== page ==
- Consumers are often difficult to retain. They quickly change brand allegiances and in many markets, brand loyalty is rare altogether. Many consumers won’t patronize brands that they perceive as being too “mainstream” and thus a brand that becomes too popular may actually implode because of its popularity. In the technology space the fickle nature of Internet users is well-established. Users were as eager to flock from Friendster to MySpace as they will be to flock from MySpace to the next hot destination.
New Individualism creates significant challenges for consumer-oriented businesses, but I think there are several strategies that companies can leverage to succeed in today’s consumer market:
- Be prepared to play darts. If we accept that it’s almost impossible to predict what is going to hit and what is going to miss, the mantra “fail early, often” is very relevant to any company offering a consumer-oriented product or service. You have to be willing to get something to market, see if it’s likely to sink or swim and then make a decision as to whether or not it’s a viable business venture. Do note, however, that there is a fine line between giving up too soon and knowing when some strategy adjustments can be effective drivers for success.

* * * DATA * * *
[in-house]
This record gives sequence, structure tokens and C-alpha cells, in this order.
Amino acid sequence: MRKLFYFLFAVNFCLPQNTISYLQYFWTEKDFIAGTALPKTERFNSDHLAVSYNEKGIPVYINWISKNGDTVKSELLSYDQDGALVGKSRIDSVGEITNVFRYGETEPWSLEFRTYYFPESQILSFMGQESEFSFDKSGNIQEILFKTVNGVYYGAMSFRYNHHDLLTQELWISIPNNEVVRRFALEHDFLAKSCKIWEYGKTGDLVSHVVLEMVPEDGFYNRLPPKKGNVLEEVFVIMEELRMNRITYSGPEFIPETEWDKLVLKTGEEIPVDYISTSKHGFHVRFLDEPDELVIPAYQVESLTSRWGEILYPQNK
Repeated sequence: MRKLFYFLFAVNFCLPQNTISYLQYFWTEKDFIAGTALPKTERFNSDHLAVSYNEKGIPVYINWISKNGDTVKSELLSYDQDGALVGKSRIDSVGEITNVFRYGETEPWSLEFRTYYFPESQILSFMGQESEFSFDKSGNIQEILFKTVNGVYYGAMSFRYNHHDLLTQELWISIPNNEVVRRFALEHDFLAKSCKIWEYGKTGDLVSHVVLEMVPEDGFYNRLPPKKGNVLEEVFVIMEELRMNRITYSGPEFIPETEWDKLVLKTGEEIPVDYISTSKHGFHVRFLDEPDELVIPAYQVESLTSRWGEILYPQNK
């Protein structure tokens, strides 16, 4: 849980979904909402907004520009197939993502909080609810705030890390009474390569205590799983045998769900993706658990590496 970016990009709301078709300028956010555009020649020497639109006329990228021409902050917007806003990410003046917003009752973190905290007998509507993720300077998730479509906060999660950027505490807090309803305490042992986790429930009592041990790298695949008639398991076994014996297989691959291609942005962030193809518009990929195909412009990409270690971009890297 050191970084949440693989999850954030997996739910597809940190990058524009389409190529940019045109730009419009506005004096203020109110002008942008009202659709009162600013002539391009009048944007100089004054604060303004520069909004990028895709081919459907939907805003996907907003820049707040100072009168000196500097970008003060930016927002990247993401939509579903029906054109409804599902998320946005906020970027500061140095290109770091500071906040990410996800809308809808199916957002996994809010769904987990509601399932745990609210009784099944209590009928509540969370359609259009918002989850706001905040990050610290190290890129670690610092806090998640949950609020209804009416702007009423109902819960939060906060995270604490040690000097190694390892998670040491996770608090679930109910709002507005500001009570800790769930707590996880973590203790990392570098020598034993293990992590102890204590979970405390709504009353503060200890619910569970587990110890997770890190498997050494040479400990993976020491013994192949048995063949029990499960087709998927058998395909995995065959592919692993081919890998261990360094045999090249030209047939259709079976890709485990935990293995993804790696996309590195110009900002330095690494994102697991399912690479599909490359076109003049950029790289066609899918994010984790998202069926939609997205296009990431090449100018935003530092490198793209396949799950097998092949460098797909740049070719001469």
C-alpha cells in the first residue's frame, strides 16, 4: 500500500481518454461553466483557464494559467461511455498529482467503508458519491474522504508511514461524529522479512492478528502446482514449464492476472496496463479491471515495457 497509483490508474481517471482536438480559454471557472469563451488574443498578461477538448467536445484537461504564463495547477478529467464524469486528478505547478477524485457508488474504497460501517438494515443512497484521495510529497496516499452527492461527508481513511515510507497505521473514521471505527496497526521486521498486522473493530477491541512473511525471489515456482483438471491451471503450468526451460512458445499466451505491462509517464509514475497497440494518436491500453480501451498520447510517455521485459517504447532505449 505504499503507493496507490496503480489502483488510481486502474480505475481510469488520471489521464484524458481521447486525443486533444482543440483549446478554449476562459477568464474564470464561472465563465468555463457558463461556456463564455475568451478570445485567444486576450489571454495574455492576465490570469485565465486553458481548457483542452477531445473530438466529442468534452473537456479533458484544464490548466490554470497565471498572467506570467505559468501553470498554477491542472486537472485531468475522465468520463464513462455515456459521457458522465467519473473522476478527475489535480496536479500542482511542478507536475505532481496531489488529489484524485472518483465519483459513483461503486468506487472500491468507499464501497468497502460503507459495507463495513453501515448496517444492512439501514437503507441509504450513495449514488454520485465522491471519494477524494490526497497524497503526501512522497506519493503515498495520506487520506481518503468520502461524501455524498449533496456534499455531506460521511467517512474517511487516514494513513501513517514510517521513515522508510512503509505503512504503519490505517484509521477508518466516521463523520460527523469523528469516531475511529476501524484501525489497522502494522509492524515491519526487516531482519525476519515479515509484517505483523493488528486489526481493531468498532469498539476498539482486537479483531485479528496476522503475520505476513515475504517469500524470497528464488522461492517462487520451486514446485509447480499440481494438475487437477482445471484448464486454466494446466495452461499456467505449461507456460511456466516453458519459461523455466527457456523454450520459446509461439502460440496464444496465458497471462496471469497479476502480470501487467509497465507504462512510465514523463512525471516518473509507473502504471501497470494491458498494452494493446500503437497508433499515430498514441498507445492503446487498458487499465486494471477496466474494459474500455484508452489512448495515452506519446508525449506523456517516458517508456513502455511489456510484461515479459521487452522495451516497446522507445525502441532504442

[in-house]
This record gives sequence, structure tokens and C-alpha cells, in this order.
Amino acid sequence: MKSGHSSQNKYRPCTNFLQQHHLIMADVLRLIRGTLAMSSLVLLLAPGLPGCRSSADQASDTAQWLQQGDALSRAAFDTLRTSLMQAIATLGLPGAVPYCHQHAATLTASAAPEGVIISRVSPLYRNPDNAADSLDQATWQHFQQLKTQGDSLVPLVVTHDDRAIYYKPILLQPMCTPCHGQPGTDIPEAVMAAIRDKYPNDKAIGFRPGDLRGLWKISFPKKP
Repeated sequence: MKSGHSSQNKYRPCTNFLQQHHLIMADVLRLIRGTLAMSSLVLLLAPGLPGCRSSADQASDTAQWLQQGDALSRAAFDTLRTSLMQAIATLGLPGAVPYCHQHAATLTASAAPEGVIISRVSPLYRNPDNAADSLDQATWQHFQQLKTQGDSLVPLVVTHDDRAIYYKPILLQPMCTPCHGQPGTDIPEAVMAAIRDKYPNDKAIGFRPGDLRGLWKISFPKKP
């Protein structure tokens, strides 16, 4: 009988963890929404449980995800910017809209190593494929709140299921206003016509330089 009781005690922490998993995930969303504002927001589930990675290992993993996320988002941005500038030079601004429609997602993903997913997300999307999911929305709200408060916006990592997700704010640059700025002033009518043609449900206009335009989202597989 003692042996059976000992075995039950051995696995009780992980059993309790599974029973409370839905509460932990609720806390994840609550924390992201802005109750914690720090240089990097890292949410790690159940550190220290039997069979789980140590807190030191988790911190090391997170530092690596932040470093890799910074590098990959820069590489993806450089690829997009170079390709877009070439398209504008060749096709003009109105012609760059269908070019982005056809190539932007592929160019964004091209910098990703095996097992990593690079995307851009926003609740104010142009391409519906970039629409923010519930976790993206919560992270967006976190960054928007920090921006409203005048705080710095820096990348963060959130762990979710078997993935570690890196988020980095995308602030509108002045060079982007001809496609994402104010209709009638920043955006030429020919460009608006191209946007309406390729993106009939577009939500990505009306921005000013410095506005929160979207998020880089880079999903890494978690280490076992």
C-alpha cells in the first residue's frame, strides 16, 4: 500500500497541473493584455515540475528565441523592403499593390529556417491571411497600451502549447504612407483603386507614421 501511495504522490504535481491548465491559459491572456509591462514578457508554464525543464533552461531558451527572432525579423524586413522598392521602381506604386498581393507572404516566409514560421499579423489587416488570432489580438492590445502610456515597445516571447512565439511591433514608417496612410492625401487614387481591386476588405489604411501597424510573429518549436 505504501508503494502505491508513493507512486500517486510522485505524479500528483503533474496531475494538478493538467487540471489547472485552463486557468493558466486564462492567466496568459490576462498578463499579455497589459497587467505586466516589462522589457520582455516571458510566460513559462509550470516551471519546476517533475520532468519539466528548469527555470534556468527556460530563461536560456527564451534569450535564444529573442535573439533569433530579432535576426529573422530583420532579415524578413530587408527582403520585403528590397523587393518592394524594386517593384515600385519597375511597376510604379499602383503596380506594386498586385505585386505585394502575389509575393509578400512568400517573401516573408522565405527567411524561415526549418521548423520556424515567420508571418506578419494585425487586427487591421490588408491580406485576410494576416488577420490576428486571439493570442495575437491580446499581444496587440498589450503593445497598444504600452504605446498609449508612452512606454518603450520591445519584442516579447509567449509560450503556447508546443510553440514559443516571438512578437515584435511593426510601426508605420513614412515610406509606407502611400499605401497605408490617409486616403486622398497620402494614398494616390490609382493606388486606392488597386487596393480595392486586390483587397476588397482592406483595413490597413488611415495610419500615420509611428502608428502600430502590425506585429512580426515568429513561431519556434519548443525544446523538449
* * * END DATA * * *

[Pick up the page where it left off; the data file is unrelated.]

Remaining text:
- Build products and services that you’re passionate about for markets that you’re passionate about. Sophisticated consumers are adept at discerning whether the people behind a product or service are “real.” If you’re operating an online social network for pets, for instance, but aren’t an animal lover, your service is likely to be uninspired. Don’t be surprised when consumers consciously or unconsciously pick up on the intangible traits that are reflected by your own passion (or lack of it). I truly believe that passion can be one of the strongest sources of value creation for businesses today.
- Think niche. With markets more fragmented than ever, attacking the difficult-to-pinpoint mainstream market right off the bat is a significant challenge. Apply Warren Buffett’s “circle of competence” approach (”invest in what you know”) to your business ventures by leveraging your passions and expertise to target a niche market that you personally belong to. If successful in establishing a strong position in a niche market, then you may have the ability to “cross the chasm.” MySpace is a good example of this. It first became popular with the Los Angeles music and clubbing scene before extending its popularity to a larger market.